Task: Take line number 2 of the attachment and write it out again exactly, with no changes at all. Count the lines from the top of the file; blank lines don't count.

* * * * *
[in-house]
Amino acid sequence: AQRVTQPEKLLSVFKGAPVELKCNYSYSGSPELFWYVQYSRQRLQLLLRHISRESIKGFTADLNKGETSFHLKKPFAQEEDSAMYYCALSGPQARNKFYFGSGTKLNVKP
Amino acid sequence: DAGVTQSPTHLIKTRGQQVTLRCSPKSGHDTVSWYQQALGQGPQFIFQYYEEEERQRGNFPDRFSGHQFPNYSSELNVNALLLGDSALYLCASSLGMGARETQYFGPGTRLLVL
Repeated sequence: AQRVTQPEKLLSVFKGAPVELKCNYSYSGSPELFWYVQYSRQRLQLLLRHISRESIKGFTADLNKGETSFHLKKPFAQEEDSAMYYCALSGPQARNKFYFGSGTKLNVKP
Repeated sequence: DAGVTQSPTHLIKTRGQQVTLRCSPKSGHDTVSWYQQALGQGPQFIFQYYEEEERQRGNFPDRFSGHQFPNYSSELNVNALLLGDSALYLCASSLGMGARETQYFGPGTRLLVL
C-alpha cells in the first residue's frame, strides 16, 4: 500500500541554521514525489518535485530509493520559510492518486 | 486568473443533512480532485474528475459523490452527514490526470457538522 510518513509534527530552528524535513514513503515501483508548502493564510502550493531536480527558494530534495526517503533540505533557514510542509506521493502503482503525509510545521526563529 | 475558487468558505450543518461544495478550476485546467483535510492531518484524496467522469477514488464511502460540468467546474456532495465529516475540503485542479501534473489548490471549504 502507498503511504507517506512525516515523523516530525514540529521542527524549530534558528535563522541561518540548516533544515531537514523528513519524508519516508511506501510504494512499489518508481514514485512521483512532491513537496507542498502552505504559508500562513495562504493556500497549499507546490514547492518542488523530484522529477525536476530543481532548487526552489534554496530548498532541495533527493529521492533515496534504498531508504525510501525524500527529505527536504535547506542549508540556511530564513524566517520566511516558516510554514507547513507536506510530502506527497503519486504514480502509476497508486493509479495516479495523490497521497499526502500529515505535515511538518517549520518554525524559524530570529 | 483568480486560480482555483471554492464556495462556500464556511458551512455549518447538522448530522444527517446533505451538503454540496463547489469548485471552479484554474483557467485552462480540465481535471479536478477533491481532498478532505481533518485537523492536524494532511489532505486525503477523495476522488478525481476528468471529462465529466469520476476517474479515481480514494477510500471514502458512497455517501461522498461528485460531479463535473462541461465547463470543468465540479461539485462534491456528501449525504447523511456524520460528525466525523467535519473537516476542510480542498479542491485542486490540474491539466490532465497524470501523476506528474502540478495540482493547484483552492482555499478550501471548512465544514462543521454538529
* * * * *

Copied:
Amino acid sequence: AQRVTQPEKLLSVFKGAPVELKCNYSYSGSPELFWYVQYSRQRLQLLLRHISRESIKGFTADLNKGETSFHLKKPFAQEEDSAMYYCALSGPQARNKFYFGSGTKLNVKP